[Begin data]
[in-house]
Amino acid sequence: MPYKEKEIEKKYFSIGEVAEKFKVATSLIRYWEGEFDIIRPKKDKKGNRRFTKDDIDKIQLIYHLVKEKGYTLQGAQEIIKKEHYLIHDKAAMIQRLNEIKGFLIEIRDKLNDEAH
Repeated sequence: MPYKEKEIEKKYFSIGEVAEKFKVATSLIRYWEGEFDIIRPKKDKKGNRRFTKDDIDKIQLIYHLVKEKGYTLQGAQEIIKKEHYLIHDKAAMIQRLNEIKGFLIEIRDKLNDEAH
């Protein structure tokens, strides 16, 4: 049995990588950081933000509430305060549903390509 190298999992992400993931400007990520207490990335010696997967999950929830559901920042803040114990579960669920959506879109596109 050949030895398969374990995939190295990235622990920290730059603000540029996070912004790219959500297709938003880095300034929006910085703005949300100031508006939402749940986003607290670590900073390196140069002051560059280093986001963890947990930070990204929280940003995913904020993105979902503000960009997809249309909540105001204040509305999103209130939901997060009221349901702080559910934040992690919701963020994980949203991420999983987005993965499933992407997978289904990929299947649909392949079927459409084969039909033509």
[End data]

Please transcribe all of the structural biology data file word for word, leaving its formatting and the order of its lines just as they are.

[in-house]
Amino acid sequence: MPYKEKEIEKKYFSIGEVAEKFKVATSLIRYWEGEFDIIRPKKDKKGNRRFTKDDIDKIQLIYHLVKEKGYTLQGAQEIIKKEHYLIHDKAAMIQRLNEIKGFLIEIRDKLNDEAH
Repeated sequence: MPYKEKEIEKKYFSIGEVAEKFKVATSLIRYWEGEFDIIRPKKDKKGNRRFTKDDIDKIQLIYHLVKEKGYTLQGAQEIIKKEHYLIHDKAAMIQRLNEIKGFLIEIRDKLNDEAH
């Protein structure tokens, strides 16, 4: 049995990588950081933000509430305060549903390509 190298999992992400993931400007990520207490990335010696997967999950929830559901920042803040114990579960669920959506879109596109 050949030895398969374990995939190295990235622990920290730059603000540029996070912004790219959500297709938003880095300034929006910085703005949300100031508006939402749940986003607290670590900073390196140069002051560059280093986001963890947990930070990204929280940003995913904020993105979902503000960009997809249309909540105001204040509305999103209130939901997060009221349901702080559910934040992690919701963020994980949203991420999983987005993965499933992407997978289904990929299947649909392949079927459409084969039909033509």